Galaxy Angel 2: Don’t Eat the Chestnut

I’ve talked about Broccoli Entertainment’s Galaxy Angel series before. A long, long time ago. Seriously, it was a very early review and it was a great series. Like Broccoli’s other franchise I’ve reviewed, Di Gi Charat the anime was handled by Madhouse. Does this one live up to its predecessor? Let’s look and see.

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Like the first series, this one has no real story. Each episode puts the Angel unit in a different bizarre situation, a lot of which use the lost technology to drive the shenanigans and some of which just rely on putting the characters into a situation and letting them be delightfully quirky.

The big issue with the series, like the first instalment, is that it has an inexplicably serious episode. Yeah, there’s an episode about Forte having a traumatic experience on the battlefield and her old enemy returns and she has to face her fears and go against it and the episode has, in total, one joke and it’s not a particularly funny one because it’s taking itself far too seriously. This is an anime that parodies game shows and sentai series, has an episode with the characters switching bodies and does a bunch of other crazy shit. A largely serious episode doesn’t fit. The gags in the Volcott reunion episode are kind of weak too. They’re pretty much built around seeing him bossed around by crones. But at least s has some.

Those halves aside, the comedy in this is is spectacular. It’s built on high energy, zany absurdity that’s excellently executed, with only those aforementioned exceptions that only make up… 12% of the series.


This isn’t a complex group of characters. They’re built on their quirks and on having very strong comedic interactions. Which, to be fair, is a perfectly acceptable route to go down in a comedy. And the characters are designed in such a way that you can put any of them in a scene together and get something funny out of it. You don’t need any specific permutations. It’s hard to even say whether some work better than others. So, the comedic chemistry is pretty spot on.


I’ll give Madhouse credit on the artwork front again. They have some excellent backgrounds, strong object designs and really good visual gags. The extended chase scene with Vanilla being a good example of that. If there’s anything worth being critical about, it’s that the comedic art style shifts might be considered excessive for some people. But they also suit the comedy type, so I can’t say I had any real issue with them.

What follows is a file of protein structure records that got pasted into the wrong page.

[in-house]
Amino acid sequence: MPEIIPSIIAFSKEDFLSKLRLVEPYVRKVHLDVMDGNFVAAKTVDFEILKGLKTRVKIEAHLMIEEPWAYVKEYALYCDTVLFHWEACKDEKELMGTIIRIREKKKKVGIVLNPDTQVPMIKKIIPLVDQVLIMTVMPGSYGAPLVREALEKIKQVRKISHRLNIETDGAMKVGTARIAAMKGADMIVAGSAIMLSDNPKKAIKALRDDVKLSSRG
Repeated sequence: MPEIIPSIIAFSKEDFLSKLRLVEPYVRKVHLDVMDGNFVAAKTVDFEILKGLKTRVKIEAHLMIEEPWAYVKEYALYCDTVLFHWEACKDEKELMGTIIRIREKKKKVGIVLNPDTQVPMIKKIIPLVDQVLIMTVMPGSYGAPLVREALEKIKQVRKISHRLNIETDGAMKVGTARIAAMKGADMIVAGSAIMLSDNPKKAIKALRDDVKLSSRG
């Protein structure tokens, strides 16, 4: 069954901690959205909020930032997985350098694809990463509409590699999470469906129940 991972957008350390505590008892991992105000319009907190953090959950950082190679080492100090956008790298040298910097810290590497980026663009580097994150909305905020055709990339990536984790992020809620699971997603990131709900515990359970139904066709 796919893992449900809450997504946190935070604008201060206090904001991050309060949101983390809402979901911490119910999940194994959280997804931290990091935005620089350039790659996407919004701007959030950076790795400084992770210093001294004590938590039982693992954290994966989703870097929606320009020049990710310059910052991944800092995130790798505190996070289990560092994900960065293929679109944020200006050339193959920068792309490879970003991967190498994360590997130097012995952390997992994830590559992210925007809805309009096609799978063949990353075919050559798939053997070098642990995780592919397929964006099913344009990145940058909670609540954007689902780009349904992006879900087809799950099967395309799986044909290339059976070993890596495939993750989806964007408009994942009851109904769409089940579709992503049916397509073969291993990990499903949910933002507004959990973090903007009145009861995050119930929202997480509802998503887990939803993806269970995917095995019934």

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Tamura Yukari, Yamaguchi Mayumi, Sawashiro Miyuki, Kanai Mika & Shintani Ryuouko get to show off their acting chops a bit more in this series. Yes, they were good in the last one too and all my praise about the surprising levels of nuance still holds true. But the body changing episode has the group of them swap mannerisms and basically imitate the speaking styles of the other characters, which they do fabulously. We can thanks Itou Masumi for the soundtrack. She also worked on music for Phantom & Shigofumi. And I’ll give her full credit, she is excellent at composing music that suits the atmosphere of a series. I quite like the theme tunes as well.


Again, there’s a bit. There are points where Ranpha seems to lose her general boy crazy mentality and be more into the other members of the Angel unit. But there’s not a lot of that.

Final Thoughts:

Galaxy Angel 2 is a bit of an improvement over the first series. It certainly suffers from some of the same problems, but its high points are better. If you like that variety of off the wall crazy comedy, I’d highly recommend it. If you like your comedy to be more subdued, dry, raunchy or referential it’s probably not for you. For myself, I really loved it. I had a god time watching it and was very entertained. As such, I give it a 9/10. Next week I’ll look at Melty Lancer.


8 thoughts on “Galaxy Angel 2: Don’t Eat the Chestnut

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